Lonely Planet Writer

South Africa's first solar-powered airport will help reduce carbon footprint

George Airport has become the first airport in South Africa to run solely on solar power, making it only the second airport in the world to run on renewable energy. The small regional airport is located in George in the south of the country, and it now operates completely on energy generated by solar panels.

George Airport is the first solar-powered airport in South Africa. Image: Gianluigi Guercia/AFP/Getty Images
George Airport is the first solar-powered airport in South Africa. Image: Gianluigi Guercia/AFP/Getty Images

The airport has 2000 solar panels that produce up to 750 kW every day, and these will allow check-in desks, baggage carousels and control towers to run on renewable energy. Actually, the remaining 350 kW will be used to supply over 250 local homes on the area – the town has only 150,000 residents.

The first airport in the world to run solely on solar power was Cochin International Airport in Kerala, India. This move towards a greener way to travel will hopefully go some way towards offsetting the significant carbon footprint left by our love of air travel. Approximately 700,000 passengers use 30-year-old George Airport every year, and it has reduced its carbon dioxide emissions by 1229 tonnes since it started testing the solar-powered system last year.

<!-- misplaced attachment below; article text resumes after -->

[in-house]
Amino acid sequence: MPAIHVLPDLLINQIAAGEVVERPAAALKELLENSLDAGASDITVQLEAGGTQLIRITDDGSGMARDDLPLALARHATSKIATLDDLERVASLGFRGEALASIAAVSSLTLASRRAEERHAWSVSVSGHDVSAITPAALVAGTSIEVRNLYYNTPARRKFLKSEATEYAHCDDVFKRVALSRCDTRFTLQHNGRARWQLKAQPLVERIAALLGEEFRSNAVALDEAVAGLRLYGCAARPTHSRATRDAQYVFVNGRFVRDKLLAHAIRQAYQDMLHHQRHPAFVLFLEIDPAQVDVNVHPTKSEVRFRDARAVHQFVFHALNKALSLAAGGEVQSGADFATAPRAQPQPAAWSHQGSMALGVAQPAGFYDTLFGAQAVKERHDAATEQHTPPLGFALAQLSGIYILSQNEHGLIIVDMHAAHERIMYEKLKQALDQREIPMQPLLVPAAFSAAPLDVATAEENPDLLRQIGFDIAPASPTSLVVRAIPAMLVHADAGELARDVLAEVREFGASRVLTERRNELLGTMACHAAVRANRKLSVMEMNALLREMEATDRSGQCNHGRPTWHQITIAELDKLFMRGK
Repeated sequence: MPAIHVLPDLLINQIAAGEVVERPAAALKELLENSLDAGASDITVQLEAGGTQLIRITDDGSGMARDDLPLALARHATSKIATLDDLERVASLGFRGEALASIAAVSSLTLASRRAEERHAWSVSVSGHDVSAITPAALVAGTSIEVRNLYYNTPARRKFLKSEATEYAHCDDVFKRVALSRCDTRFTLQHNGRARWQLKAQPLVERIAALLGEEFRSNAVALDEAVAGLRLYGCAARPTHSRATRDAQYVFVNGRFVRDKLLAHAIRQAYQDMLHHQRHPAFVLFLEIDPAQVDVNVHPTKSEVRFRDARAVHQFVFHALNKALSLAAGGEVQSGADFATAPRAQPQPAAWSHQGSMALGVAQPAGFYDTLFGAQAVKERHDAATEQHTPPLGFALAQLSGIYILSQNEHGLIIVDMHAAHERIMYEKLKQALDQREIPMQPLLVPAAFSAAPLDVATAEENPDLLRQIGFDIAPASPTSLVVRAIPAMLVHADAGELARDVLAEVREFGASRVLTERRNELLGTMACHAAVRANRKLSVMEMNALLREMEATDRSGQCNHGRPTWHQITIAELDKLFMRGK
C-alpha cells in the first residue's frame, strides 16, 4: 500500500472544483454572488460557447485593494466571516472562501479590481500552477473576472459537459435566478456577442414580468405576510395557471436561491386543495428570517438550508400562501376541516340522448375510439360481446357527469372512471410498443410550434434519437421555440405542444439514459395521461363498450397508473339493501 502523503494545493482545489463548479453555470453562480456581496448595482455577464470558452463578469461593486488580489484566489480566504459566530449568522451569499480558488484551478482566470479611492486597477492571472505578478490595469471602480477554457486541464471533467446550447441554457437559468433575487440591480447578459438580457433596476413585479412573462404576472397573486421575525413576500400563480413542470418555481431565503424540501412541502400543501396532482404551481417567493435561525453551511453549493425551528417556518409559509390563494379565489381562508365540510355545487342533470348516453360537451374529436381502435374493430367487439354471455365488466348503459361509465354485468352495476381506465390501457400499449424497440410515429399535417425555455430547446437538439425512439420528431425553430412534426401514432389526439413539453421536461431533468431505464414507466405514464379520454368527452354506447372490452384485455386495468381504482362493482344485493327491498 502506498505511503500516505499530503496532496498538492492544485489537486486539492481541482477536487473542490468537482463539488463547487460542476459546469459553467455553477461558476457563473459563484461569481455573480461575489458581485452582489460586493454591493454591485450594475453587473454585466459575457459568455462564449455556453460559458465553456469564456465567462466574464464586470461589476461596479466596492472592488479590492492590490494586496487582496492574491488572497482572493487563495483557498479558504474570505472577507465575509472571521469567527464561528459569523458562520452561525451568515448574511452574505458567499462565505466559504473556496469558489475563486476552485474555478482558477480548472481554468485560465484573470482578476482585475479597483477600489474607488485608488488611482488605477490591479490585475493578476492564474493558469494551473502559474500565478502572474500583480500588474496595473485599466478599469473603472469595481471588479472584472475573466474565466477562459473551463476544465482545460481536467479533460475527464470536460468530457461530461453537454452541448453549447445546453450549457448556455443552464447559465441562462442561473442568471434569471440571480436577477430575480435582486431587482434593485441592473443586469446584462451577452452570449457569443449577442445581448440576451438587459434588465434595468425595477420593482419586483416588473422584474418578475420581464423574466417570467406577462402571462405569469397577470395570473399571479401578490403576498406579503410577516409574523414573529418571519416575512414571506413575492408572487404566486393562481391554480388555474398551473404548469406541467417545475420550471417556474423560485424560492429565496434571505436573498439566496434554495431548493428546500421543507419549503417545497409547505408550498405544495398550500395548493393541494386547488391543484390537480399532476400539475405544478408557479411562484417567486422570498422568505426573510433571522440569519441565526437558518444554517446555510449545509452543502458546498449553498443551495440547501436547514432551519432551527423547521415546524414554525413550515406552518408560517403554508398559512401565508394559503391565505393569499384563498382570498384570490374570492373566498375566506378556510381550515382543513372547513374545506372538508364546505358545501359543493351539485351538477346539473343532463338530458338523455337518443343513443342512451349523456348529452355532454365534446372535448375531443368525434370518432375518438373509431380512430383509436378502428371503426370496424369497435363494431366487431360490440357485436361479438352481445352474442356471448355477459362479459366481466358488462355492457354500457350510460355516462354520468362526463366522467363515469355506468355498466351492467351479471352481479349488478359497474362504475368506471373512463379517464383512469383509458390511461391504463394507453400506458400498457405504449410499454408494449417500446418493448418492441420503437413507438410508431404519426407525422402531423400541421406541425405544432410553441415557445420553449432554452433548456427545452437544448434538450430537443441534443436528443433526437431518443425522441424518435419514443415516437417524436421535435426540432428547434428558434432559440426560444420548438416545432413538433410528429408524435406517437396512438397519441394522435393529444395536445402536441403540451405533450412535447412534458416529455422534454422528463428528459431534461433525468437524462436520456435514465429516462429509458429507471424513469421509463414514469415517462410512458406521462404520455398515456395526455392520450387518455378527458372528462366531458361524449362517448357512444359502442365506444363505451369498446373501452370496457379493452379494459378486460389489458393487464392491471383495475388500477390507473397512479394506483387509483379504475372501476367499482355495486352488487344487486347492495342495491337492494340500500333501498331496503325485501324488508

George Airport is the first solar-powered airport in South Africa. Image: Gianluigi Guercia/AFP/Getty Images
George Airport is the first solar-powered airport in South Africa. Image: Gianluigi Guercia/AFP/Getty Images

As the weather in that area is unpredictable, George Airport has to occasionally switch back into the national power grid at night and on cloudy days, so airport authorities are looking to install batteries that will store the energy needed for those occasions, for the next phase of the project.

Airports Company South Africa is the operating firm in charge of this very worthwhile project, and it has announced its intention to achieve zero carbon emissions by the year 2030. Other airports in South Africa are looking at introducing similar systems, including Kimberley and Upington.